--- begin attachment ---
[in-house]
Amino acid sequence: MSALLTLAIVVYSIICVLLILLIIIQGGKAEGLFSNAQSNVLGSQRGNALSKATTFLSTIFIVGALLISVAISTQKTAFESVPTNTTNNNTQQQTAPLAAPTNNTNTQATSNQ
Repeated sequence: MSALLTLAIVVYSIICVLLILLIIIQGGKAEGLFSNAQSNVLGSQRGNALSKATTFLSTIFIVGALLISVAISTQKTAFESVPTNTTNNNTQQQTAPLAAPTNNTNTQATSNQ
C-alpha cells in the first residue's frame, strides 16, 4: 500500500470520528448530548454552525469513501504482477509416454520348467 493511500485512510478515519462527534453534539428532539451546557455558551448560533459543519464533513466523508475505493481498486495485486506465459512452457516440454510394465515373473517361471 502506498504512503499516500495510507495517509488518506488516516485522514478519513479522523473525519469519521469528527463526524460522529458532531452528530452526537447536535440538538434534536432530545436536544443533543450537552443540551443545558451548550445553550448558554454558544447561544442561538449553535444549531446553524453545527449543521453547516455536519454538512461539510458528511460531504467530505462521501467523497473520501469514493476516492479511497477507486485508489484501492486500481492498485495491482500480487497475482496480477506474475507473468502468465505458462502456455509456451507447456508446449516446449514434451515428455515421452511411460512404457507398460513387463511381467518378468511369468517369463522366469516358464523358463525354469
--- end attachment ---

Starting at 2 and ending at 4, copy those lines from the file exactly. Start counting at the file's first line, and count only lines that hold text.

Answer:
Amino acid sequence: MSALLTLAIVVYSIICVLLILLIIIQGGKAEGLFSNAQSNVLGSQRGNALSKATTFLSTIFIVGALLISVAISTQKTAFESVPTNTTNNNTQQQTAPLAAPTNNTNTQATSNQ
Repeated sequence: MSALLTLAIVVYSIICVLLILLIIIQGGKAEGLFSNAQSNVLGSQRGNALSKATTFLSTIFIVGALLISVAISTQKTAFESVPTNTTNNNTQQQTAPLAAPTNNTNTQATSNQ
C-alpha cells in the first residue's frame, strides 16, 4: 500500500470520528448530548454552525469513501504482477509416454520348467 493511500485512510478515519462527534453534539428532539451546557455558551448560533459543519464533513466523508475505493481498486495485486506465459512452457516440454510394465515373473517361471 502506498504512503499516500495510507495517509488518506488516516485522514478519513479522523473525519469519521469528527463526524460522529458532531452528530452526537447536535440538538434534536432530545436536544443533543450537552443540551443545558451548550445553550448558554454558544447561544442561538449553535444549531446553524453545527449543521453547516455536519454538512461539510458528511460531504467530505462521501467523497473520501469514493476516492479511497477507486485508489484501492486500481492498485495491482500480487497475482496480477506474475507473468502468465505458462502456455509456451507447456508446449516446449514434451515428455515421452511411460512404457507398460513387463511381467518378468511369468517369463522366469516358464523358463525354469